Uw Madison Admission Essay

Who doesn’t want to attend a school where you can dress like a candy cane all year? Or attend classes surrounded by a neat downtown with lots of options and a gorgeous lake? Where when the weather is just right, it seems you’re bound to have your best day? Exactly. These are just a few of the reasons why people have been flocking to the University of Wisconsin-Madison in droves.

Long known by folks in the Midwest as a strong public university with lots of options, as more from outside the region discovered it, UW-Madison is now a solid player alongside other well-known and respected public universities. As is bound to happen in College-Admissions-Land, once the cat’s out of the bag, said cat will find it harder to get back in three years later. Enter, “How to write effective supplemental responses to the UW-Madison Common App questions.”

UW-Madison’s first essay prompt is, “Consider something in your life you think goes unnoticed and write about why it’s important to you.”

I know…You see this prompt and make yourself crazy thinking, “I’m not different or unique. Why didn’t I collect international Coke bottles so I would have something to write about?!” Nope, don’t go down that dark path of, “I’m boring.” Everyone has something to share and here’s the space to do it. Considering that this is a companion piece to the Common Application’s main essay, feel free to address that subject you didn’t have the room to explore elsewhere. Does your passion for doughnuts fly under the radar? Or you’re a huge reader but haven’t found the opportunity to talk about it as a hobby? The point is, don’t feel obligated to share some big secret. I have found that the “goes unnoticed” part can lead people to think this is secret-sharing time. It’s not. Just write about something in your life that has meaning to you and expand. Also, you don’t have to tie this answer to the University, so please don’t use this space to talk about your interest in UW-Madison as the thing that goes unnoticed. You’ll have that chance in the next prompt. And the tone can be serious or playful so have fun and write! That’s it: easy-peasy.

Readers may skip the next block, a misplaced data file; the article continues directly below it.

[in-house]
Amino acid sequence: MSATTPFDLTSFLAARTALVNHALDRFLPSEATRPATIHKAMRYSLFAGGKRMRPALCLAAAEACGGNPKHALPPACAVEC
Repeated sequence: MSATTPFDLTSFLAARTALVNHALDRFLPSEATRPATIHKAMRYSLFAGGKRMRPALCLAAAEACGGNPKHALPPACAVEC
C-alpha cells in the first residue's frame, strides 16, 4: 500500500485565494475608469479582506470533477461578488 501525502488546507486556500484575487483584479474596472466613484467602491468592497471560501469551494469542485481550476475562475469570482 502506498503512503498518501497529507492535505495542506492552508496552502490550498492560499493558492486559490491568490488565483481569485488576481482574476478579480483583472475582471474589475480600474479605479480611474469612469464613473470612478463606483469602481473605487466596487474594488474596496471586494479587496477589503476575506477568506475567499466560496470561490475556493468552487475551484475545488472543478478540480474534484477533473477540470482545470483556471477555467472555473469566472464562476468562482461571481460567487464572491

The next prompt is, “Tell us why you decided to apply to the University of Wisconsin-Madison. In addition, share with us the academic, extracurricular, or research opportunities you would take advantage of as a student. If applicable, provide details of any circumstance that could have had an impact on your academic performance and/or extracurricular involvement.”

When students see this prompt, they typically get inspired and go all “Big 10” on it. Think: Badgers! On, Wisconsin! Madison is so cool! Rah-rah-sis-boom-bah! But, take another look at the prompt and you’ll notice it’s asking you for deliberate information. Sure, college is about making memories, but let’s talk about those academic ones, too. One of my biggest frustrations with my students is when they forget that they’re going to college to learn! I can’t stress this enough—and since a college education costs an extraordinary amount, let’s make it count. If you don’t know what you want to study, talk about the academic interests you do have. Don’t just look at a major; delve into the catalog, check out special certificates or interdisciplinary options and make the University of Wisconsin feel like you didn’t confuse them with the University of Michigan. Based on the prompt, you should probably aim for 65% in classroom and 35% out of classroom/extra-curricular stuff.

And remember: No points given for discussing research in a way that says, “I would like to take advantage of undergraduate research opportunities and am confident that I can do so at Wisconsin.” Good for you, but really? Why? In what capacity? Rookie pitfalls in answering this prompt this way are: Believing research only happens in the STEM fields and talking about working in a research environment that is only for Post-Docs, Fellows or professional researchers…Don’t be that person!